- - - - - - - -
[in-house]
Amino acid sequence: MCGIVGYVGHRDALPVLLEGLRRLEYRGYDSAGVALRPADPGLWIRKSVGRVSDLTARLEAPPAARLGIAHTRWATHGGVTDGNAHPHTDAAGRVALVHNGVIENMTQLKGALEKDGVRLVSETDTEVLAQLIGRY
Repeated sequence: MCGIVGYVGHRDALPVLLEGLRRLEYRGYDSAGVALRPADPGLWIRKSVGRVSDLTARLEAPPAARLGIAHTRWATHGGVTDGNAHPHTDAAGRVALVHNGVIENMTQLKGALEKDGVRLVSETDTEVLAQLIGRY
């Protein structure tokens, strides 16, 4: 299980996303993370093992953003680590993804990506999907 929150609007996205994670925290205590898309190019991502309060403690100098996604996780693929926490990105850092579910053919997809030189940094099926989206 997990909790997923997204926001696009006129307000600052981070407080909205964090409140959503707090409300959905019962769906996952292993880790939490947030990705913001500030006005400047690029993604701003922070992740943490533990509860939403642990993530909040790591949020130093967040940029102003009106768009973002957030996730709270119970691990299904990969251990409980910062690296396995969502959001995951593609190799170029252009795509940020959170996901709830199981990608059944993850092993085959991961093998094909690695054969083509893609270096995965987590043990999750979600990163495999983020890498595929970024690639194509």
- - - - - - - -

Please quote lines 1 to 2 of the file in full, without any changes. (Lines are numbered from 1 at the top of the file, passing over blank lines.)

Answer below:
[in-house]
Amino acid sequence: MCGIVGYVGHRDALPVLLEGLRRLEYRGYDSAGVALRPADPGLWIRKSVGRVSDLTARLEAPPAARLGIAHTRWATHGGVTDGNAHPHTDAAGRVALVHNGVIENMTQLKGALEKDGVRLVSETDTEVLAQLIGRY